John A. Murphy

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John A. Murphy (born 17 January 1927) is an Irish historian and a former senator. He is currently Emeritus Professor of history at University College Cork (UCC).[1]

Murphy was born in Macroom, County Cork,[2] and has said he was very bookish as a boy. He won a County Council scholarship in 1945 to study history at UCC, and graduated in 1948 with a first-class honours degree and first place in both History and Latin. He took an MA in Cork before taking up a teaching post at the diocesan seminary at Farranferris in Cork city.

In 1960 he became an assistant lecturer at UCC, and was appointed Professor of Irish History in 1971, holding that chair until his retirement in 1990. His 1975 book Ireland in the Twentieth Century was one of the first surveys of contemporary Irish history.[3]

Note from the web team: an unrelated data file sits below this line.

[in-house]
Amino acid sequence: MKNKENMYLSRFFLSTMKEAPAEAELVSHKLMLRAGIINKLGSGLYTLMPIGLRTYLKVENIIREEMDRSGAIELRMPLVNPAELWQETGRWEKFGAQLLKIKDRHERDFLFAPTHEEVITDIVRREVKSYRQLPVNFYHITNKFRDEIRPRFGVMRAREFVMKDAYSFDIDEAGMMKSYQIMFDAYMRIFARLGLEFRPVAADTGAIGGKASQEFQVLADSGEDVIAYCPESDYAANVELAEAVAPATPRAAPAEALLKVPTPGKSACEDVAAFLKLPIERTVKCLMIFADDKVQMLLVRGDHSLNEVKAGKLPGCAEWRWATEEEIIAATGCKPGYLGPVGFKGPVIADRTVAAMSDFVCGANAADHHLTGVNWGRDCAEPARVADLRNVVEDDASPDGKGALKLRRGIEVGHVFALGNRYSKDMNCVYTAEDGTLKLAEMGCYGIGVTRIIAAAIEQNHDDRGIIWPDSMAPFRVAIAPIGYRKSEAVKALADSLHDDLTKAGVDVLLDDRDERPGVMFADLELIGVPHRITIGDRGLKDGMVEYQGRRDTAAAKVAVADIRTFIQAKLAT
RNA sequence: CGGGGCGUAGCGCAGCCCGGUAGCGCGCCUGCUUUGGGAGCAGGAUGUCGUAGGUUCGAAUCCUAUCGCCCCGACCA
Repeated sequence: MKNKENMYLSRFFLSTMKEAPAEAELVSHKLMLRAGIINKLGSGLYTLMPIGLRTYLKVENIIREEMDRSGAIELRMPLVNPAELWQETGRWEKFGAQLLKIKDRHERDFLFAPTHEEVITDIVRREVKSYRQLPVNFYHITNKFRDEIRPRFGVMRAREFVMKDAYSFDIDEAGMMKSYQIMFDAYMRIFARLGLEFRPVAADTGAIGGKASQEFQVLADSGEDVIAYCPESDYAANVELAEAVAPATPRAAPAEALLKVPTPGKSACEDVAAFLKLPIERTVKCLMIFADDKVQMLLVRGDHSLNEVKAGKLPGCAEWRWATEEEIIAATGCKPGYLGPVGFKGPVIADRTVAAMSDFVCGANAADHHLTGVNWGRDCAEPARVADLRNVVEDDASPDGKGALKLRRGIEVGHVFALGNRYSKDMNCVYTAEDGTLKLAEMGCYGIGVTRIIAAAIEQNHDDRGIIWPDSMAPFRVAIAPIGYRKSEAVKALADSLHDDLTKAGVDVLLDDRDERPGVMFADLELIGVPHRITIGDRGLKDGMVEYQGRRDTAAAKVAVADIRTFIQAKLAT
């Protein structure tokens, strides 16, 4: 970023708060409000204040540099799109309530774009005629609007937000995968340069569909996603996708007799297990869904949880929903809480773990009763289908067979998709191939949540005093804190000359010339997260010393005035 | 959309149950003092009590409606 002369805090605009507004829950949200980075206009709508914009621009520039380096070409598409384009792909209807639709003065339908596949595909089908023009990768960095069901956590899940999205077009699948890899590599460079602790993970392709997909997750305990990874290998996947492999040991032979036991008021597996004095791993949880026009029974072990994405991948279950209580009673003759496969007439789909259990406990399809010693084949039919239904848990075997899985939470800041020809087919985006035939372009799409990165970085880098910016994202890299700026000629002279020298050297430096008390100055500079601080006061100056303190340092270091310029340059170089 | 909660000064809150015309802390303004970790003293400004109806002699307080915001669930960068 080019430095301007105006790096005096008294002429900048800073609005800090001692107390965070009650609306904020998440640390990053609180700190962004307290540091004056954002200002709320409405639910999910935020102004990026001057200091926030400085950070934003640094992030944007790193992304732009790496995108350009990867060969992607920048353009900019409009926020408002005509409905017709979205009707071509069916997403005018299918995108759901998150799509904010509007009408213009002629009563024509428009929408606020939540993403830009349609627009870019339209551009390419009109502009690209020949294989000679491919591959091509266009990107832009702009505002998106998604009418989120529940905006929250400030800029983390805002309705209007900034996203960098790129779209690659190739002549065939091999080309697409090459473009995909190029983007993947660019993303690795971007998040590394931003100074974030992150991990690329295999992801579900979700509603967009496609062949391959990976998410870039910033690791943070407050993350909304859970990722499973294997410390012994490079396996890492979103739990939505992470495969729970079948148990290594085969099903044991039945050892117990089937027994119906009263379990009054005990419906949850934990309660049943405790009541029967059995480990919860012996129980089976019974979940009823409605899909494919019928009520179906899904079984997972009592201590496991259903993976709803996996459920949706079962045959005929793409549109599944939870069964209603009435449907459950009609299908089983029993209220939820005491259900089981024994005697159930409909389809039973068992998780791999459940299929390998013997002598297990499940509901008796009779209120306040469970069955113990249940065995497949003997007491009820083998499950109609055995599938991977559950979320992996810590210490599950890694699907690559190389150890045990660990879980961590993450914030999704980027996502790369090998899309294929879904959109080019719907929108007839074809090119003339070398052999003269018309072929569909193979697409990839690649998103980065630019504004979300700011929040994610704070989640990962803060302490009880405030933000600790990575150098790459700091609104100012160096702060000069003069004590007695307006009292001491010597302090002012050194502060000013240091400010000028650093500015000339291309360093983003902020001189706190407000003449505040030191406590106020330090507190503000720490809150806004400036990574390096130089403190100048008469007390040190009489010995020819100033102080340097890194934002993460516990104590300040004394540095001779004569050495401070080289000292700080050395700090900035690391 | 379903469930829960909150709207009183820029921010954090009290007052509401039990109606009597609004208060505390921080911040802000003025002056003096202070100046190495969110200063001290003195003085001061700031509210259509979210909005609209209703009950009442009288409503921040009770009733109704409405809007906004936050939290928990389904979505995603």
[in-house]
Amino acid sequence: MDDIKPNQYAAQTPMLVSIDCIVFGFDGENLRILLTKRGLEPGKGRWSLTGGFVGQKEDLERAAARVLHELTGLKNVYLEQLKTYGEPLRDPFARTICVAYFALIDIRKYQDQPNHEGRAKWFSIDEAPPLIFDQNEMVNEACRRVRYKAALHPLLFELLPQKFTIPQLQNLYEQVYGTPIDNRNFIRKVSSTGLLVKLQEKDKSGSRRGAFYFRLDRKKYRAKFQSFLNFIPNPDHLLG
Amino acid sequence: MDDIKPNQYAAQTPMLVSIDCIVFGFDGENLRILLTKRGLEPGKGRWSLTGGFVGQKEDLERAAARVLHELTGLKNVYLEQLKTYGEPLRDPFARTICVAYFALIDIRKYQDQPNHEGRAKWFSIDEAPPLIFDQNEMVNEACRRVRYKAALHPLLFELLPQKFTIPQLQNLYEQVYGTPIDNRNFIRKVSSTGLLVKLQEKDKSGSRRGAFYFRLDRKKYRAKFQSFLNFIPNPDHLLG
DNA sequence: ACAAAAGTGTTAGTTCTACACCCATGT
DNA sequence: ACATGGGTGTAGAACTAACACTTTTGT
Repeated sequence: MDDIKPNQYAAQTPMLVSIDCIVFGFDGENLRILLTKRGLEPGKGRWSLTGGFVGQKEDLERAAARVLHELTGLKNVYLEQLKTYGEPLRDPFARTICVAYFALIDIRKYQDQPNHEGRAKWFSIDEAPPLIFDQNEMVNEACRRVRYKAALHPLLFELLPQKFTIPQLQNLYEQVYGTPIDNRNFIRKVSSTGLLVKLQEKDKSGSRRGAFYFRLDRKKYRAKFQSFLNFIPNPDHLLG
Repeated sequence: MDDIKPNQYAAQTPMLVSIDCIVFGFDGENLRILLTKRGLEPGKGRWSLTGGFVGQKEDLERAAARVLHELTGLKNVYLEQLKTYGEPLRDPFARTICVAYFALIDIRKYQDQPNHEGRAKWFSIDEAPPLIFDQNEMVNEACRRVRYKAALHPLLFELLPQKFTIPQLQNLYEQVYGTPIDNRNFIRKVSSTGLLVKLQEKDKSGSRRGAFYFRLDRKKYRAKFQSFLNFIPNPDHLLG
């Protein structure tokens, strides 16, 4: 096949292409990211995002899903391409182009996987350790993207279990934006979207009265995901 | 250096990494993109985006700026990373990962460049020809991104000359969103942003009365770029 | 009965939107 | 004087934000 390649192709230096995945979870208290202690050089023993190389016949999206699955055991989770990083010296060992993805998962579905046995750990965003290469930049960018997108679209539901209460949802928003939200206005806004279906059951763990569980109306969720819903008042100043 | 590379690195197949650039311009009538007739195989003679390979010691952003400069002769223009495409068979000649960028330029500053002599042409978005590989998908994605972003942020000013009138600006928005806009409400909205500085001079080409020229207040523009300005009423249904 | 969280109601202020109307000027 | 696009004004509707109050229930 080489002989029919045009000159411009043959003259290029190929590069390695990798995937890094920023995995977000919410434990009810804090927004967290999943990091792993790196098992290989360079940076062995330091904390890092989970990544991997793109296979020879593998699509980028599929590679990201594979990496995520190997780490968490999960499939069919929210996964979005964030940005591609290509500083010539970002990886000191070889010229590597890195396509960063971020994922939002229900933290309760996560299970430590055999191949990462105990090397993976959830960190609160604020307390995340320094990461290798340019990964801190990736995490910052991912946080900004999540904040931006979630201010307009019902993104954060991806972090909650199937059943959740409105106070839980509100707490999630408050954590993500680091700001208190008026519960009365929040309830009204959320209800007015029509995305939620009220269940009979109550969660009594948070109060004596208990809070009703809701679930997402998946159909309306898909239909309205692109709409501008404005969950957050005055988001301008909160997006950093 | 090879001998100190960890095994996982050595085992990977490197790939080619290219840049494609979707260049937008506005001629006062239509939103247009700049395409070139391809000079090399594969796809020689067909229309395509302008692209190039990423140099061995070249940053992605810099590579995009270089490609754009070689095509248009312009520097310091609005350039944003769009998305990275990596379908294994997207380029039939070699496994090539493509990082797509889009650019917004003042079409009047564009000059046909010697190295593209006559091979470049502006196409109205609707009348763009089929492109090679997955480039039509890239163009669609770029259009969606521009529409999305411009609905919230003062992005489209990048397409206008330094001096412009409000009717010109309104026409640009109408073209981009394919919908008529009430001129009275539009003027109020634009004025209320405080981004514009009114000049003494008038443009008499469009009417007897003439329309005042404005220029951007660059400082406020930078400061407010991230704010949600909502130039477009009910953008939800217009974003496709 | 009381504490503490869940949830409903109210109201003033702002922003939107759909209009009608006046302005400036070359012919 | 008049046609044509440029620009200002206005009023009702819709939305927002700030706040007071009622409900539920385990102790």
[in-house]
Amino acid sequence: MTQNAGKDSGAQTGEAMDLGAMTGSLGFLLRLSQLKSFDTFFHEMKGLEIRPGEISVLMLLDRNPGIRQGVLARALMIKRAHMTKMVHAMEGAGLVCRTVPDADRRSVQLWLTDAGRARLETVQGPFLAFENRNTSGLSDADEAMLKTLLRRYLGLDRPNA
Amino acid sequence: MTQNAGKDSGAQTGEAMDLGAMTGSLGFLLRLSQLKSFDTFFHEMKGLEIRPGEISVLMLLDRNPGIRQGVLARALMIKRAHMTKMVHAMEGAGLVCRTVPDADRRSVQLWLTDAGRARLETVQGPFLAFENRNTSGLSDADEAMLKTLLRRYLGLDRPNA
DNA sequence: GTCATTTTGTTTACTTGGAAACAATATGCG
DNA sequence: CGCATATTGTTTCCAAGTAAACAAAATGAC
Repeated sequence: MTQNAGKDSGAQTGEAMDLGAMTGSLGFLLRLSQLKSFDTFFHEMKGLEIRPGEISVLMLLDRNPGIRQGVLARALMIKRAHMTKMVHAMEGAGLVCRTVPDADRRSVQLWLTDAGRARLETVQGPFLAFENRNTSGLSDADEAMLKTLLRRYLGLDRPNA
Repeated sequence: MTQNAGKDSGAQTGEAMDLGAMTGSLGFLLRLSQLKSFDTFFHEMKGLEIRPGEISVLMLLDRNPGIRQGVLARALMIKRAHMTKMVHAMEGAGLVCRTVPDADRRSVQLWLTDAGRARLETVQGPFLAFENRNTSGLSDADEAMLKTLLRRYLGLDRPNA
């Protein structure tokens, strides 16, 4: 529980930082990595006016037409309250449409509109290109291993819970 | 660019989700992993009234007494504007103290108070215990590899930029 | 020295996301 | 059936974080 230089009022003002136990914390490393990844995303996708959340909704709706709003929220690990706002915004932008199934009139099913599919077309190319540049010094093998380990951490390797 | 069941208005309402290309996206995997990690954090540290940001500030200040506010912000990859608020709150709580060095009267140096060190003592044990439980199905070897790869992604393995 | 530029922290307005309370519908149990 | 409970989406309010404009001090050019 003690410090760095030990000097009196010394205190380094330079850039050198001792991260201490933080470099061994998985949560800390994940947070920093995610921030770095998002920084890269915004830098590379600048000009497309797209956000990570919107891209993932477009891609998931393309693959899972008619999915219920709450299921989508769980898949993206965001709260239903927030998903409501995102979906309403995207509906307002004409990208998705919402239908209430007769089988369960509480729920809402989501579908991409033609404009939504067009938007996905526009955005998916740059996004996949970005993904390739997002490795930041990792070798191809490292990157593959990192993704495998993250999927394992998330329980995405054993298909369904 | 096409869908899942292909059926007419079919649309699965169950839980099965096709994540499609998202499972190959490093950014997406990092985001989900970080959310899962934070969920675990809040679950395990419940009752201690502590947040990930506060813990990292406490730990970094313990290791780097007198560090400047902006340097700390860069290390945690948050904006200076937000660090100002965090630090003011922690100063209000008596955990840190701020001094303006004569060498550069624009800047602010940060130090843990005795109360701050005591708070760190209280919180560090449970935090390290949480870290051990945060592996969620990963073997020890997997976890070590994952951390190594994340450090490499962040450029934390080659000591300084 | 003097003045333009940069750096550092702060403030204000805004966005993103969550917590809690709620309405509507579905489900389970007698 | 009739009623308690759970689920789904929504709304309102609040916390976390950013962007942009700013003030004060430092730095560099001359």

From 1977 to 1982, and between 1987 and 1992, Murphy represented the National University of Ireland constituency as an independent member of Seanad Éireann.[4] As a senator, he was noted for his advocacy of political and cultural pluralism. Earlier he had been a supporter of Noel Browne's socially progressive Mother and Child Scheme.[1]

Works[edit]

  • Murphy, John A. (1975). Ireland in the Twentieth Century. Dublin: Gill and Macmillan. ISBN 0-7171-0568-7. 
  • Murphy, John A.; O'Carroll, J. P. (eds), De Valera and his times, Cork University Press, 1983. ISBN 0-7171-0568-7
  • Murphy, John A. (1995). The College : A history of Queen's/University College Cork, 1845-1995. Cork: Cork University Press. ISBN 1-85918-056-6. 
  • Murphy, John A. (1995). Cuimhne dhá laoch : MacCurtain and MacSwiney. Cork: Cork Public Museum, 1995. ISBN 978-1-898168-13-3. 

References[edit]

  1. ^ a b "Cork people see me as an ordinary guy". Irish Times, 3 March 2015. Retrieved 6 November 2016
  2. ^ "This Much I Know". Irish Examiner, 11 February 2012. Retrieved 5 November 2016
  3. ^ "Essays in Honour of John A Murphy". Cork University Press. Retrieved 6 November 2016
  4. ^ "History and the Public Sphere: Essays in Honour of John A Murphy". Cork University Press, 2005. Retrieved 6 November 2016

Sources[edit]